OFFSHORE DRILLING:

Waxman questions spill response as investigations begin

A congressional leader on energy issues is questioning whether companies that own and leased the sunken Deepwater Horizon rig have done enough to contain the environmental damage from the thousands of barrels of oil gushing into the Gulf of Mexico.

"A striking feature of the incident is the apparent lack of an adequate plan to contain the spreading environmental damage," House Energy and Commerce Chairman Henry Waxman (D-Calif.) wrote today in letters to executives of the two companies.

Waxman also announced his committee will investigate the preparations of rig owner TransOcean Ltd. and BP Exploration and Production, which leased it. Along with Oversight and Investigations Subcommittee Chairman Bart Stupak (D-Mich.), Waxman wrote to the top executives of the companies, seeking documents detailing their emergency readiness and preparations.

The companies, they wrote, "are attempting to contain the oil spilling from the well with techniques that have never been used before at these ocean depths."

Waxman is considered one of Capitol Hill's most aggressive interrogators, having previously served as chairman of the Oversight and Government Reform Committee. He dogged the George W. Bush administration's handling of the Iraq war, and his other targets have included tobacco executives and Wall Street executives who received bailout money.

The Coast Guard today said it is considering burning the 400-square-mile sheen of crude oil tomorrow to try to prevent it from washing ashore.

"This is an option in the toolkit," said Rear Adm. Mary Landry, commander of the New Orleans-based 8th Coast Guard District.

Landry said the burn would not be nearly as large as the fire that raged on the drilling rig for two days before the rig sank and would not be visible from shore.

The oil is 20 miles off the coast of Louisiana. Landry said they are not expecting the oil to reach the shore in the next three days. Some state officials have started laying out booms to protect shorelines.

"It is the closest it's been to shore" since the rig sank, Landry said.

Also today, Interior Secretary Ken Salazar and Homeland Security Secretary Janet Napolitano signed an order laying out the next steps in investigating the cause of the explosion and spill that left three workers critically injured and 11 missing and presumed dead.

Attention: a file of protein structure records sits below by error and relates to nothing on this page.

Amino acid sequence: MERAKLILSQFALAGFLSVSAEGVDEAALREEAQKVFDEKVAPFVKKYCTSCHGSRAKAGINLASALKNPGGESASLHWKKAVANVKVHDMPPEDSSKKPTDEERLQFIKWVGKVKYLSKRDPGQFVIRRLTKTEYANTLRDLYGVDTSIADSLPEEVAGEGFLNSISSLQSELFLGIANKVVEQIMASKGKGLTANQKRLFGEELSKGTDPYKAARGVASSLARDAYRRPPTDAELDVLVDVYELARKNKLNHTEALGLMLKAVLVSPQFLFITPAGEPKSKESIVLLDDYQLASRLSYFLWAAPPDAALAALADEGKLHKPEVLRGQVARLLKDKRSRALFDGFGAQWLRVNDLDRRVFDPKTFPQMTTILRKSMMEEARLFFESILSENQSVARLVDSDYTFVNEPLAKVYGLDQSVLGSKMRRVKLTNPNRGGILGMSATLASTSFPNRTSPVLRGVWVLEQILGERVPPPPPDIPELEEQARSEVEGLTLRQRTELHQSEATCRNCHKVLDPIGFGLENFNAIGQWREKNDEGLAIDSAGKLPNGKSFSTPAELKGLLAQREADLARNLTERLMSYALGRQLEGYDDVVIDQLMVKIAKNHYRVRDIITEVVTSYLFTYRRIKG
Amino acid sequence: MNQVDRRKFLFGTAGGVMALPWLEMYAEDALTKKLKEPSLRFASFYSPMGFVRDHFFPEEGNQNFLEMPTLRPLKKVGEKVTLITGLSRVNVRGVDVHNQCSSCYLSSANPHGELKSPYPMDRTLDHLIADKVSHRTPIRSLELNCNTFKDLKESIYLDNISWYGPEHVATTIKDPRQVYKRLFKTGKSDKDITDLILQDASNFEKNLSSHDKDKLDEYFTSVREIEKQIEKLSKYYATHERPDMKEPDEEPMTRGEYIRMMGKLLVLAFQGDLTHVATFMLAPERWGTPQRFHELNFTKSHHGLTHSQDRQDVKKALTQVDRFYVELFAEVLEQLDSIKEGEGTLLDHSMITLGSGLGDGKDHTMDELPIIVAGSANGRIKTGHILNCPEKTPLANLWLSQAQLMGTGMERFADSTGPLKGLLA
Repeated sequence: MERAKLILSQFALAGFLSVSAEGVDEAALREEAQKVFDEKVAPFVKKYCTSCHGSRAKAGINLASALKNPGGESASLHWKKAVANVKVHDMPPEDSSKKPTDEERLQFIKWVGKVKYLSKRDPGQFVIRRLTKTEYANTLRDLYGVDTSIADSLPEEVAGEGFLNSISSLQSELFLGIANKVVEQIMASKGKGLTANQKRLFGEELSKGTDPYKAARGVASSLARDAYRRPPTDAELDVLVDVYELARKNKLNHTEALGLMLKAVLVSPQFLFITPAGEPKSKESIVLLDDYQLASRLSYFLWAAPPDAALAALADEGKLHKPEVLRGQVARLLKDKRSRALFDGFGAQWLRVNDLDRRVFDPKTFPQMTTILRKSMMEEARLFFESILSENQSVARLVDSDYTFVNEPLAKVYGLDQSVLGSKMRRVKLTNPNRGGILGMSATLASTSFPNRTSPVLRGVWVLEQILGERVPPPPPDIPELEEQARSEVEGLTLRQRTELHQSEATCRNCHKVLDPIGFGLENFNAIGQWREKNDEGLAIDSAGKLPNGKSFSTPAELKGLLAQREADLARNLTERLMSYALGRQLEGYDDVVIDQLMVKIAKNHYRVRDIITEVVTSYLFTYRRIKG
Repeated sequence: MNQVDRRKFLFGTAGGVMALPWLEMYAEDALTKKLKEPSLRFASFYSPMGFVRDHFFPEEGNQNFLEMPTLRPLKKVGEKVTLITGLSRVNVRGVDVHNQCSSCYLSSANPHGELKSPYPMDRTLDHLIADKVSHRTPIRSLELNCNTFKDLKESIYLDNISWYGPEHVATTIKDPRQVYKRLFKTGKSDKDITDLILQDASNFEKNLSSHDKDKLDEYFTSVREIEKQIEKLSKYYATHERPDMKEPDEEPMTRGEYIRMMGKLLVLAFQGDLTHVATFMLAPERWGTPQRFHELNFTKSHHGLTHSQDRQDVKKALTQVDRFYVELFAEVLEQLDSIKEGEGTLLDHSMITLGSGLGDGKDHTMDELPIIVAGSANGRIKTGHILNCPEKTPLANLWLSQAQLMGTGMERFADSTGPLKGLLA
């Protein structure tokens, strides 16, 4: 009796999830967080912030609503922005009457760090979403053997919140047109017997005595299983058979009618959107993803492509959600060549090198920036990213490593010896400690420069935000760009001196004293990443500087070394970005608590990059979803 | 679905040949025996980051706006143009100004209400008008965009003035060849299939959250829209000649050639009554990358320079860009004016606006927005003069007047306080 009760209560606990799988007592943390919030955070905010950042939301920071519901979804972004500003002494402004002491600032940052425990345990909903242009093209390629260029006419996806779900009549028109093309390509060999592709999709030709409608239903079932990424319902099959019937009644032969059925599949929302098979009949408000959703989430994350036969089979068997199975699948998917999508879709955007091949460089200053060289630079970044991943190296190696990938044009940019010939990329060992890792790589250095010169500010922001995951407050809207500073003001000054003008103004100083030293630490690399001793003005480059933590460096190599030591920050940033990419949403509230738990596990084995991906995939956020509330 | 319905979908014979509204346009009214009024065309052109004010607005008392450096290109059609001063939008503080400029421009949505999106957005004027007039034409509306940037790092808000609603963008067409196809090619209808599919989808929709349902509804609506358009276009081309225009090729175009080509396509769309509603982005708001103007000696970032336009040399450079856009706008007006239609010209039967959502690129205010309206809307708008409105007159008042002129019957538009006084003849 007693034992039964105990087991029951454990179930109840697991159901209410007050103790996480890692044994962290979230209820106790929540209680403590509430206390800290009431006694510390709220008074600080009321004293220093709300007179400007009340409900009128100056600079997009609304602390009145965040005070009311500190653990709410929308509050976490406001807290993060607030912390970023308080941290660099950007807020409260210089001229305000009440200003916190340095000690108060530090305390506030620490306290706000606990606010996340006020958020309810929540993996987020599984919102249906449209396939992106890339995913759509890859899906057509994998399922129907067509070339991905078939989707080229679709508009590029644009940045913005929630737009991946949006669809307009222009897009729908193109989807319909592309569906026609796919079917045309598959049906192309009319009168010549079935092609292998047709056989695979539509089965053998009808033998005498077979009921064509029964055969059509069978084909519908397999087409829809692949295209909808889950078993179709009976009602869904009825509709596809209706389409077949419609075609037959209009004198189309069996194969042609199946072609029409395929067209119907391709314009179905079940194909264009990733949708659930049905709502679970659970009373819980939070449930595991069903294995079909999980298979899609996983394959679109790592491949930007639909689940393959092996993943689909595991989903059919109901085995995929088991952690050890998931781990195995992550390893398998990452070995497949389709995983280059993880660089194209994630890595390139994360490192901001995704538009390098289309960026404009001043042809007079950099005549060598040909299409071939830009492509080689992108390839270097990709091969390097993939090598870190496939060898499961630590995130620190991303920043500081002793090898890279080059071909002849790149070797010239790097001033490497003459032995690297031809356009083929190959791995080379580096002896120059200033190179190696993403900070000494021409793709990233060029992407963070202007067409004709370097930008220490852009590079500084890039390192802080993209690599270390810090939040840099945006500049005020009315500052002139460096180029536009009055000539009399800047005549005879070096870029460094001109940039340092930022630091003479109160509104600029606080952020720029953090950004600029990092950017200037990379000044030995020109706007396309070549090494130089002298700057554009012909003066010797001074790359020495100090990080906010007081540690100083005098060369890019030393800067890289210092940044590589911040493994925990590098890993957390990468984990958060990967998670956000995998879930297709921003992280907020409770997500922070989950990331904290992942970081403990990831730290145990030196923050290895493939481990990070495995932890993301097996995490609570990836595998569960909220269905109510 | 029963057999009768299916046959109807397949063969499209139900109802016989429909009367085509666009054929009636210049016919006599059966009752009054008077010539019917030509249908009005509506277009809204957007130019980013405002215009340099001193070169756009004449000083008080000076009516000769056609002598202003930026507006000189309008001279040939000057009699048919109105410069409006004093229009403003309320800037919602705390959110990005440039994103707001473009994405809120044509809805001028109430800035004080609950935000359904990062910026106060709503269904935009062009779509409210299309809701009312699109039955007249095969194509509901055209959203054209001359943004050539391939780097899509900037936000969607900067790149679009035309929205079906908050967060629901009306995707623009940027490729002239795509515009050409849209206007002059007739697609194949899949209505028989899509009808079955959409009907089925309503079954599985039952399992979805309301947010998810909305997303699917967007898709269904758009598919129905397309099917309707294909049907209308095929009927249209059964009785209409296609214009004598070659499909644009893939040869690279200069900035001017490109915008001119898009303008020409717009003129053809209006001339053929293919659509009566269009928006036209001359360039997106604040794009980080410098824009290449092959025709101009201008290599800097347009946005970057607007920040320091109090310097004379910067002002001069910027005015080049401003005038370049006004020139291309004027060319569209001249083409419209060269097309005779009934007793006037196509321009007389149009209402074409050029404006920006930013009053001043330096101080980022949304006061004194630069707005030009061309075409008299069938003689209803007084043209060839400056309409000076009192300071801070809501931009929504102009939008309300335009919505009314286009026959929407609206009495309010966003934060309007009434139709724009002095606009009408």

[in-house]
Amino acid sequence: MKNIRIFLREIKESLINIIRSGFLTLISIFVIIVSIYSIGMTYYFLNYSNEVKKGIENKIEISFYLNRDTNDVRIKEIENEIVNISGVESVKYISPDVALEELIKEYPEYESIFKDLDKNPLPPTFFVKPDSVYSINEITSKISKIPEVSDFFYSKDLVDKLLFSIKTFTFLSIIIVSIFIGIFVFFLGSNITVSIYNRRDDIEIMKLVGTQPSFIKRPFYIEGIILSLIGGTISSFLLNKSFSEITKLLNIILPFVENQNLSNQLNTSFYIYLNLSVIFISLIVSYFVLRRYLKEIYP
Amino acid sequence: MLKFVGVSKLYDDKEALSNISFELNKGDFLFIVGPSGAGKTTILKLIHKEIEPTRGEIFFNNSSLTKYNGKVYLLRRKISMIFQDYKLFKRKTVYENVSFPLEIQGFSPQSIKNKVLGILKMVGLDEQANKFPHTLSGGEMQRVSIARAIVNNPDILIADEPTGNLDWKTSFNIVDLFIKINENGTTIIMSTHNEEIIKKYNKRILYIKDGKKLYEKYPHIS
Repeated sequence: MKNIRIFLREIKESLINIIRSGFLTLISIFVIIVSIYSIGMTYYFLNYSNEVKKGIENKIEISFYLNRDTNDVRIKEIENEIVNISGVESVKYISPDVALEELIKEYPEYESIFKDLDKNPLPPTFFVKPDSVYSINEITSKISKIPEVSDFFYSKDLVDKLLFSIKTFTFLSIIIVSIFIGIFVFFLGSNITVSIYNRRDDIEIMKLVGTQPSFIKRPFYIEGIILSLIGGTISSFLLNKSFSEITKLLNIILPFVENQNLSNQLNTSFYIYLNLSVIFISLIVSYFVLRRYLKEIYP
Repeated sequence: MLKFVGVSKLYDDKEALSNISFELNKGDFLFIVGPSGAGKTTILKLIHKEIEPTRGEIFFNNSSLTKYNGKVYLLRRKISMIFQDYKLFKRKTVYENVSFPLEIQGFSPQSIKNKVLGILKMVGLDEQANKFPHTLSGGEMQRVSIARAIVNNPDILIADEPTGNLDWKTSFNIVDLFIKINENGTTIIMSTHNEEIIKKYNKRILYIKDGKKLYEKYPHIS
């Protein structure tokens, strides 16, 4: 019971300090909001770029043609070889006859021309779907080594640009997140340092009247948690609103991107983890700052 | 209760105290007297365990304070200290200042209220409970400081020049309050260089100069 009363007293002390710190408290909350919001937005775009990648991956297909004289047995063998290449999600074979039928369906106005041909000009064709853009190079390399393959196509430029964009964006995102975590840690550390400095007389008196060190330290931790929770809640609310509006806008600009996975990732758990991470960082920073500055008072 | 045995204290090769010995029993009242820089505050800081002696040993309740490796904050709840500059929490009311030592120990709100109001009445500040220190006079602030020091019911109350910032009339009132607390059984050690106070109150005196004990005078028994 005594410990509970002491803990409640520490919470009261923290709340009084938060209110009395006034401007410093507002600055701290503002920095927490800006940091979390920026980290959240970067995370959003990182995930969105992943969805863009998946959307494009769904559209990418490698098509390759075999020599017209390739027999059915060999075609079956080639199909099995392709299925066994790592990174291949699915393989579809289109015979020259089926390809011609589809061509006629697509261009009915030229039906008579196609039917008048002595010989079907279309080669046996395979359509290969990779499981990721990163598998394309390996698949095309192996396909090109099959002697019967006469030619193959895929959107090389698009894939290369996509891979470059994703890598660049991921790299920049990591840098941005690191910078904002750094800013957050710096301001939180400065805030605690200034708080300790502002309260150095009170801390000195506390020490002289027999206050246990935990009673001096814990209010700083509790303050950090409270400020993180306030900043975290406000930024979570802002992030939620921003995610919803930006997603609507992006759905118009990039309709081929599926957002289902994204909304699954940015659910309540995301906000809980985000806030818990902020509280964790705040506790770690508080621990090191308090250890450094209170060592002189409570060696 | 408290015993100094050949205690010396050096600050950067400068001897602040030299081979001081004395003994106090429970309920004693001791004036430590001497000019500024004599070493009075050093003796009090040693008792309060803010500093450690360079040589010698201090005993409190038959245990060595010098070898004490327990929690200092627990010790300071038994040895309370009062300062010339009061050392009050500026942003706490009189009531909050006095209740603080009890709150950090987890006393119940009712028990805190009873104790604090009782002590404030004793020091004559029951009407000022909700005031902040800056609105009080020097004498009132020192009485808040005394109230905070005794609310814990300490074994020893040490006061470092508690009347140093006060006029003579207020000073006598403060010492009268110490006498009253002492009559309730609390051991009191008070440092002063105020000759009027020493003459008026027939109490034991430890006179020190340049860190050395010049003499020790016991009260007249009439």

The joint investigation will have the power to issue subpoenas, hold public hearings, call witnesses and take other steps that may be needed to determine the cause of the incident.

The Coast Guard and the Interior Department's Minerals Management Service share jurisdiction for the investigation. MMS is responsible for investigating incidents related to exploration, drilling, production and pipeline operations for oil and gas on the outer continental shelf. The Coast Guard investigates the causes of maritime industry deaths, injuries, property loss and environmental damage.

"We will remain focused on providing every resource we can to support the massive response effort under way at the Deepwater Horizon, but we are also aggressively and quickly investigating what happened and what can be done to prevent this type of incident in the future," said Interior Secretary Ken Salazar.

BP executives were to meet today with top Obama administration officials, including Napolitano, Salazar, Deputy Interior Secretary David Hayes, White House climate adviser Carol Browner, White House senior adviser Valerie Jarrett and the Coast Guard Commandant Adm. Thad Allen to discuss the response effort.

About 1,000 people have responded to the incident; they have used nearly 15,000 gallons of oil dispersant so far. Nearly 50,000 gallons of oily water have been collected. More than 50 vessels have responded, including eight underwater vehicles.

Senior reporter Darren Samuelsohn contributed.

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